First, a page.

'B' is one of many derived classes of A. 'A' knows about 'B' though
some sort of 'type_id' (category id).

The content of those classes does not exceed a few bytes themselves.
Thus, if I have thousands of those little objects, memory increases
just by the existance of virtual destructors by 30% to 50 %.


There is a class that you can use to handle small object allocation by the
guy who wrote Modern C++ design. In the book he also teaches you how to
create the class and if you read it you might be able to modify/use it for
your purpose.

Jon
Sep 20 '05 #17
frs wrote:
The code strip is a heavily cut down of reality, of course.
'B' is one of many derived classes of A. 'A' knows about 'B' though
some sort of 'type_id' (category id).
Why don't you want to use C++'s built-in polymorphism instead of some
home-grown solution?
The content of those classes does not exceed a few bytes themselves.
Thus, if I have thousands of those little objects, memory increases
just by the existance of virtual destructors by 30% to 50 %.


A virtual destructor adds one pointer per class, not per object. Or is the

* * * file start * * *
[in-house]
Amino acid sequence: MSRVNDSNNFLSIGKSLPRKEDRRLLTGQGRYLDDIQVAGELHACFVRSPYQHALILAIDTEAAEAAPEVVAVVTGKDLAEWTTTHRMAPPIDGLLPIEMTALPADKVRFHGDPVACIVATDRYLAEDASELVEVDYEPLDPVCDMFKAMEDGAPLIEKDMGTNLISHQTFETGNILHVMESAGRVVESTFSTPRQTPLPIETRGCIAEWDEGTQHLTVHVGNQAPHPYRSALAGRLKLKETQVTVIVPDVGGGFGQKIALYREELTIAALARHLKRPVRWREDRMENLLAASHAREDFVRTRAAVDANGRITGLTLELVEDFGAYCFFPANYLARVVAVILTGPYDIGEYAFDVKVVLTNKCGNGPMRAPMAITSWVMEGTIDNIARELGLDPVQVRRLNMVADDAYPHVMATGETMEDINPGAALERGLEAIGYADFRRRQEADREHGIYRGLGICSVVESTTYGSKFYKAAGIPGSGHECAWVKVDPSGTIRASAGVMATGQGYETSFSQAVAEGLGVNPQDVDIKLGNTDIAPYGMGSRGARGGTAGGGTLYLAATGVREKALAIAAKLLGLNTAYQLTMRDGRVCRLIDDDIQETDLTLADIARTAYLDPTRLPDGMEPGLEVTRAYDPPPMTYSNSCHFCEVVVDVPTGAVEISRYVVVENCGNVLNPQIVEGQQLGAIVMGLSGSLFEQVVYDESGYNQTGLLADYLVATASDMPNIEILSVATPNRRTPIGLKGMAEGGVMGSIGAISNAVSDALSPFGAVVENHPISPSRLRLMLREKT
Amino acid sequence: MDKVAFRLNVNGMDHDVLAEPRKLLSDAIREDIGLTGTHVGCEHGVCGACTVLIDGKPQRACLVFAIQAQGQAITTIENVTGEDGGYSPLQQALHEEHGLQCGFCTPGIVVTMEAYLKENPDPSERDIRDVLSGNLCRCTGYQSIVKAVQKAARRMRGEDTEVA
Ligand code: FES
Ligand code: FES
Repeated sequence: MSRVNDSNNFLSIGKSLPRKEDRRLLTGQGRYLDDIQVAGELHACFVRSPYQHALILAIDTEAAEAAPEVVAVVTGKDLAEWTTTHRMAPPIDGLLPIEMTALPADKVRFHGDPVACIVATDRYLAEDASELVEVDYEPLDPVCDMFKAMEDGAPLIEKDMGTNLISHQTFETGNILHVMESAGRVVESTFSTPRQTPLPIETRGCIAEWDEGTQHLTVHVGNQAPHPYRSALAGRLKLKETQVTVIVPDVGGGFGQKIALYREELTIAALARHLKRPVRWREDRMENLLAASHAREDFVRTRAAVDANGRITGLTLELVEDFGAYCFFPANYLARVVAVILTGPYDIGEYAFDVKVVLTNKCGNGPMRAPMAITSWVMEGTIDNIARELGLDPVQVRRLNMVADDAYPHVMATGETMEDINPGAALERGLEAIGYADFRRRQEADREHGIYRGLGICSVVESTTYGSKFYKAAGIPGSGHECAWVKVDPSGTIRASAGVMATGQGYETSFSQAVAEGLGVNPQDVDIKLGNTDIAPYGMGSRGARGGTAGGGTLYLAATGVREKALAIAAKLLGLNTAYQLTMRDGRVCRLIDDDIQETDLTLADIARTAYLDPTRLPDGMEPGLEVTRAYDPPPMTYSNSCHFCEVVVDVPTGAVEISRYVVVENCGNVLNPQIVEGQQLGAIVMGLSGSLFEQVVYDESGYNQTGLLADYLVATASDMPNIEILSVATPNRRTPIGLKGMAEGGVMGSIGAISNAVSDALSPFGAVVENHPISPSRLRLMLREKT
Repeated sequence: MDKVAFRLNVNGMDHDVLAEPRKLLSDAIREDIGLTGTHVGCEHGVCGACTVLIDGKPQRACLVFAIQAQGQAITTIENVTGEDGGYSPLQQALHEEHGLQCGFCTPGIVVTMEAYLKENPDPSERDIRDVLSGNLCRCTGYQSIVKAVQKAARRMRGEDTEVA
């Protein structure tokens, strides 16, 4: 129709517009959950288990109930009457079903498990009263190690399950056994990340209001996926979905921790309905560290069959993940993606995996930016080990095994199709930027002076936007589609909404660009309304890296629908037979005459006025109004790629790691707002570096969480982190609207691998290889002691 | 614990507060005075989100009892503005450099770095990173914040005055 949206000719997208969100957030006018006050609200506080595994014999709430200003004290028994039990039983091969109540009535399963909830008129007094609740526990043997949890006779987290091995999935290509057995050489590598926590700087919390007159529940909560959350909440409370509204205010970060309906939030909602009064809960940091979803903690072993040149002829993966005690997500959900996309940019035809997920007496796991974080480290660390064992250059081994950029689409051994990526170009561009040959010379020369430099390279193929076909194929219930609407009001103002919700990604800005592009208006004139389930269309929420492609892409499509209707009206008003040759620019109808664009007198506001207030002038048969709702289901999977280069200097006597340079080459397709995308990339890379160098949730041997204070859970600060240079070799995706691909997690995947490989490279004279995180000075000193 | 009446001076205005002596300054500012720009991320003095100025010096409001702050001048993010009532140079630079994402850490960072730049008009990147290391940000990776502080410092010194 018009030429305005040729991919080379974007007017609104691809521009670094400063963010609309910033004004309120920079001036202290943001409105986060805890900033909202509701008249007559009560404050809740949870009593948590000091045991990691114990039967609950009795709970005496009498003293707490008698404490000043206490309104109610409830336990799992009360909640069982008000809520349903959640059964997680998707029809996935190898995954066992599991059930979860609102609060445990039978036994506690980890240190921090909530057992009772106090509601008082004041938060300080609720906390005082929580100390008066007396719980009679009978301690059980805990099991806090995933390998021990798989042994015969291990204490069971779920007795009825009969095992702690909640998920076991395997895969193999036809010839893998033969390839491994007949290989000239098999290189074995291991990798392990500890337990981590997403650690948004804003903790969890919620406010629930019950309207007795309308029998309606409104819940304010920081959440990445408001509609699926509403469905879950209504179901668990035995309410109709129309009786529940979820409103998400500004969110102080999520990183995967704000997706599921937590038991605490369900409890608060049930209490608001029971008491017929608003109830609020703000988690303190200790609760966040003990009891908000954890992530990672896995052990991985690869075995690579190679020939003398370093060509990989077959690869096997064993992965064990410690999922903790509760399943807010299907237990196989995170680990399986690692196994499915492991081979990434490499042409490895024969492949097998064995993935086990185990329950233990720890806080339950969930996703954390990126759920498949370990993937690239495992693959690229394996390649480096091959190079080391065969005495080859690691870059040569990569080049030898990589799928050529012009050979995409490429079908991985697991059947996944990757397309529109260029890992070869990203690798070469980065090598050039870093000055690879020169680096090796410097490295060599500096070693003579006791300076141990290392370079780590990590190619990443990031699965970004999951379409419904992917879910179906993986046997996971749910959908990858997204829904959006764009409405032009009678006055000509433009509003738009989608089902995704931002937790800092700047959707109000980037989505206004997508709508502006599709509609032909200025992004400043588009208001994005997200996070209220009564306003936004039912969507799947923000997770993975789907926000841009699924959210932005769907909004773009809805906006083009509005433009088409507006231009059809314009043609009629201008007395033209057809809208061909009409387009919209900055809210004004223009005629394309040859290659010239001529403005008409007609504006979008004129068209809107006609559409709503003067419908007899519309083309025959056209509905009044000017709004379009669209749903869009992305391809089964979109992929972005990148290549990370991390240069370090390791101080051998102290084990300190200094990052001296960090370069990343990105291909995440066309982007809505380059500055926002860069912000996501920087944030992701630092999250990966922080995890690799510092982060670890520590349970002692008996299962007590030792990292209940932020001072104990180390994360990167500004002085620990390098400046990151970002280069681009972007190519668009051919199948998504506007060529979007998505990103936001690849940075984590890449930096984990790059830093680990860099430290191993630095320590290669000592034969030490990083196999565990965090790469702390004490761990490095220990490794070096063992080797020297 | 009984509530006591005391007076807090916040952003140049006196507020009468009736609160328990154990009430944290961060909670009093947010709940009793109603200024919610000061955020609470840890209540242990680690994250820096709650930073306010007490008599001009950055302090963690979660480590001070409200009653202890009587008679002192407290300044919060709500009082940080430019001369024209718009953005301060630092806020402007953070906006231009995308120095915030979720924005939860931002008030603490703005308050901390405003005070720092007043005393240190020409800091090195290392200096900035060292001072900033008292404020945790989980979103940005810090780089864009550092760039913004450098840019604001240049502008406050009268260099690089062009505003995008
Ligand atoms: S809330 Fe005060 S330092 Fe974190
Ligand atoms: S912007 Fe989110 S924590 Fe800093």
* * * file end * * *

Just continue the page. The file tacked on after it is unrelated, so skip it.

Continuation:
destructor the only virtual member?
On most - if not all - implementations, making a class polymorphic (i.e.
giving it virtual member functions) will add the size of one pointer per
object. If you add more virtual member funcitons, the object size will not
increase further. It only costs the size of one function pointer per class
and function.

Sep 20 '05 #18
frs
Thanks,

but I was was indeed looking for avoidance of virtual functions at all.
So,
no pointer to a virtual function table would be necessary.

Sep 21 '05 #19
frs wrote:
Thanks,

but I was was indeed looking for avoidance of virtual functions at all.
So, no pointer to a virtual function table would be necessary.


I see. However, if you implement your own replacement for them, you need to
store type information too. The code is likely to be slower than the
virtual functions in C++, so you should be sure that the additional work
actually pays off.

Sep 21 '05 #20
* frs:

but I was was indeed looking for avoidance of virtual functions at all.


Re-design so that you avoid polymorphic delete; that's _all_ you need to do,
and you need to do that anyway if you don't have any virtual functions.

Forget about taking control. You don't need more detailed control. You need
instead to understand that the built-in mechanism in C++ is just about the
only one that makes sense, and that the goal is therefore to work with the
langauge so as to use that built-in mechanism, not to replace it (which will
be less efficient) or "improve" it (which will be incorrect and possibly UB).

Having said that, however, it may be that you need a few ideas for the
re-design. And one such idea that I think you'll benefit from is the
flyweight pattern. It tackles the problem of having many small objects.

--
A: Because it messes up the order in which people normally read text.
Q: Why is it such a bad thing?
A: Top-posting.
Q: What is the most annoying thing on usenet and in e-mail?
Sep 21 '05 #21